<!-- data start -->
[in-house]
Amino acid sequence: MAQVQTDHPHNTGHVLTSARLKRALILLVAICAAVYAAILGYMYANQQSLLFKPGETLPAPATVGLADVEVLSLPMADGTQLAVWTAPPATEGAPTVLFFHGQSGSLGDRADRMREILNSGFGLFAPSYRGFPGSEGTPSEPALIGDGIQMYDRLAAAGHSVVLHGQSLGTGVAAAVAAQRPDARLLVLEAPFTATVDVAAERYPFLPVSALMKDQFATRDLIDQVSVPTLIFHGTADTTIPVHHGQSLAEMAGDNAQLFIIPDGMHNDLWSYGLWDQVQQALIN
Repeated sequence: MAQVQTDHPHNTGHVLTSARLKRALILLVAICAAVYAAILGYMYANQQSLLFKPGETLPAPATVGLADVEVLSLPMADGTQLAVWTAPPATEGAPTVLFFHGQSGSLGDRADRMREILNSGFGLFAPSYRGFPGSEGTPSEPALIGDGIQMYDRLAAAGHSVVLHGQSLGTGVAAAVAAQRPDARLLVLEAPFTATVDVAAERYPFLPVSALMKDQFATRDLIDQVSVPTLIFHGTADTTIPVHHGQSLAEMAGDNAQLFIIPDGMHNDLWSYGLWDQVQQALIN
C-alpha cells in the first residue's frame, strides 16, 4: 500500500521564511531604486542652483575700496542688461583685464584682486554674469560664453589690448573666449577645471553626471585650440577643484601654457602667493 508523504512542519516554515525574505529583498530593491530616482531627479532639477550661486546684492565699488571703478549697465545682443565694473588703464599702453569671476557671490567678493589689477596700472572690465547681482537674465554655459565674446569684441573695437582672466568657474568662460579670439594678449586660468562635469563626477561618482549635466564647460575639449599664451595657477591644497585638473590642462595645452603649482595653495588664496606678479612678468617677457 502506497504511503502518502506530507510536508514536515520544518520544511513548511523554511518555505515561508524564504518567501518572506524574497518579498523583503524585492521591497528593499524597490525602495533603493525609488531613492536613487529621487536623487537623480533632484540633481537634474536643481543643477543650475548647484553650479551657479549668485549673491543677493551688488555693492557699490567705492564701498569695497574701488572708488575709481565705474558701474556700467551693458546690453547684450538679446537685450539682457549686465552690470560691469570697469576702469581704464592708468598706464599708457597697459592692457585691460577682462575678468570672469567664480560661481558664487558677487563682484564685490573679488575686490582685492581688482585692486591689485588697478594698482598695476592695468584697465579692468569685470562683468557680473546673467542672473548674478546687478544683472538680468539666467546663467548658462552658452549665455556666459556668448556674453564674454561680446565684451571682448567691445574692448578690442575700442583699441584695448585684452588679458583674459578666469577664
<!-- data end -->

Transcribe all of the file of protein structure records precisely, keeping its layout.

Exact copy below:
[in-house]
Amino acid sequence: MAQVQTDHPHNTGHVLTSARLKRALILLVAICAAVYAAILGYMYANQQSLLFKPGETLPAPATVGLADVEVLSLPMADGTQLAVWTAPPATEGAPTVLFFHGQSGSLGDRADRMREILNSGFGLFAPSYRGFPGSEGTPSEPALIGDGIQMYDRLAAAGHSVVLHGQSLGTGVAAAVAAQRPDARLLVLEAPFTATVDVAAERYPFLPVSALMKDQFATRDLIDQVSVPTLIFHGTADTTIPVHHGQSLAEMAGDNAQLFIIPDGMHNDLWSYGLWDQVQQALIN
Repeated sequence: MAQVQTDHPHNTGHVLTSARLKRALILLVAICAAVYAAILGYMYANQQSLLFKPGETLPAPATVGLADVEVLSLPMADGTQLAVWTAPPATEGAPTVLFFHGQSGSLGDRADRMREILNSGFGLFAPSYRGFPGSEGTPSEPALIGDGIQMYDRLAAAGHSVVLHGQSLGTGVAAAVAAQRPDARLLVLEAPFTATVDVAAERYPFLPVSALMKDQFATRDLIDQVSVPTLIFHGTADTTIPVHHGQSLAEMAGDNAQLFIIPDGMHNDLWSYGLWDQVQQALIN
C-alpha cells in the first residue's frame, strides 16, 4: 500500500521564511531604486542652483575700496542688461583685464584682486554674469560664453589690448573666449577645471553626471585650440577643484601654457602667493 508523504512542519516554515525574505529583498530593491530616482531627479532639477550661486546684492565699488571703478549697465545682443565694473588703464599702453569671476557671490567678493589689477596700472572690465547681482537674465554655459565674446569684441573695437582672466568657474568662460579670439594678449586660468562635469563626477561618482549635466564647460575639449599664451595657477591644497585638473590642462595645452603649482595653495588664496606678479612678468617677457 502506497504511503502518502506530507510536508514536515520544518520544511513548511523554511518555505515561508524564504518567501518572506524574497518579498523583503524585492521591497528593499524597490525602495533603493525609488531613492536613487529621487536623487537623480533632484540633481537634474536643481543643477543650475548647484553650479551657479549668485549673491543677493551688488555693492557699490567705492564701498569695497574701488572708488575709481565705474558701474556700467551693458546690453547684450538679446537685450539682457549686465552690470560691469570697469576702469581704464592708468598706464599708457597697459592692457585691460577682462575678468570672469567664480560661481558664487558677487563682484564685490573679488575686490582685492581688482585692486591689485588697478594698482598695476592695468584697465579692468569685470562683468557680473546673467542672473548674478546687478544683472538680468539666467546663467548658462552658452549665455556666459556668448556674453564674454561680446565684451571682448567691445574692448578690442575700442583699441584695448585684452588679458583674459578666469577664